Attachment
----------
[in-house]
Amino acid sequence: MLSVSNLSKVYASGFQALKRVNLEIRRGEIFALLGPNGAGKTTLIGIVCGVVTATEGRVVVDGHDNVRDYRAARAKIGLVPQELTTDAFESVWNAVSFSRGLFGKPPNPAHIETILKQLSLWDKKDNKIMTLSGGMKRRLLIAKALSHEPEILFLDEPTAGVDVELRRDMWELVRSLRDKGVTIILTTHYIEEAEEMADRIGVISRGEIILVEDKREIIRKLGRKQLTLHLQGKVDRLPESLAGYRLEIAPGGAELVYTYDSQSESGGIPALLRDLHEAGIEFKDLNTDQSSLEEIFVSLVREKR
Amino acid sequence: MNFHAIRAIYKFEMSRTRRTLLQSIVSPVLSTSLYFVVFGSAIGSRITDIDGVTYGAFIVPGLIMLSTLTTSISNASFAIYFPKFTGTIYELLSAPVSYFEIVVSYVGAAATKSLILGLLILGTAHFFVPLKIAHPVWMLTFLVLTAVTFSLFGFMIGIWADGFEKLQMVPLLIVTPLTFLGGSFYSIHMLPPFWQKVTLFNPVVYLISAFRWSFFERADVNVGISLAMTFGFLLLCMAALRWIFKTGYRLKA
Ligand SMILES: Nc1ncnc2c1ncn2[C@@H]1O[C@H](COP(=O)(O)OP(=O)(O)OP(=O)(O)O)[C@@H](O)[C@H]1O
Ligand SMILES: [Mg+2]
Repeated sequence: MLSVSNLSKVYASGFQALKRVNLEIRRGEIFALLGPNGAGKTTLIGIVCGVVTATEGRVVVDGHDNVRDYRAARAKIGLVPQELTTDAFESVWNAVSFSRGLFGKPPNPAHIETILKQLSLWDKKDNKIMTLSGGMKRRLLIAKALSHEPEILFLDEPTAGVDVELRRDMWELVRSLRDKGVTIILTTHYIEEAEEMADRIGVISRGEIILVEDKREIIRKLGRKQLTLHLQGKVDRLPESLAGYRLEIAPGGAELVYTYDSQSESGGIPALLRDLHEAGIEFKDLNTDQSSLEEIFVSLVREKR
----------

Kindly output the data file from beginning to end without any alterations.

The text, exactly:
[in-house]
Amino acid sequence: MLSVSNLSKVYASGFQALKRVNLEIRRGEIFALLGPNGAGKTTLIGIVCGVVTATEGRVVVDGHDNVRDYRAARAKIGLVPQELTTDAFESVWNAVSFSRGLFGKPPNPAHIETILKQLSLWDKKDNKIMTLSGGMKRRLLIAKALSHEPEILFLDEPTAGVDVELRRDMWELVRSLRDKGVTIILTTHYIEEAEEMADRIGVISRGEIILVEDKREIIRKLGRKQLTLHLQGKVDRLPESLAGYRLEIAPGGAELVYTYDSQSESGGIPALLRDLHEAGIEFKDLNTDQSSLEEIFVSLVREKR
Amino acid sequence: MNFHAIRAIYKFEMSRTRRTLLQSIVSPVLSTSLYFVVFGSAIGSRITDIDGVTYGAFIVPGLIMLSTLTTSISNASFAIYFPKFTGTIYELLSAPVSYFEIVVSYVGAAATKSLILGLLILGTAHFFVPLKIAHPVWMLTFLVLTAVTFSLFGFMIGIWADGFEKLQMVPLLIVTPLTFLGGSFYSIHMLPPFWQKVTLFNPVVYLISAFRWSFFERADVNVGISLAMTFGFLLLCMAALRWIFKTGYRLKA
Ligand SMILES: Nc1ncnc2c1ncn2[C@@H]1O[C@H](COP(=O)(O)OP(=O)(O)OP(=O)(O)O)[C@@H](O)[C@H]1O
Ligand SMILES: [Mg+2]
Repeated sequence: MLSVSNLSKVYASGFQALKRVNLEIRRGEIFALLGPNGAGKTTLIGIVCGVVTATEGRVVVDGHDNVRDYRAARAKIGLVPQELTTDAFESVWNAVSFSRGLFGKPPNPAHIETILKQLSLWDKKDNKIMTLSGGMKRRLLIAKALSHEPEILFLDEPTAGVDVELRRDMWELVRSLRDKGVTIILTTHYIEEAEEMADRIGVISRGEIILVEDKREIIRKLGRKQLTLHLQGKVDRLPESLAGYRLEIAPGGAELVYTYDSQSESGGIPALLRDLHEAGIEFKDLNTDQSSLEEIFVSLVREKR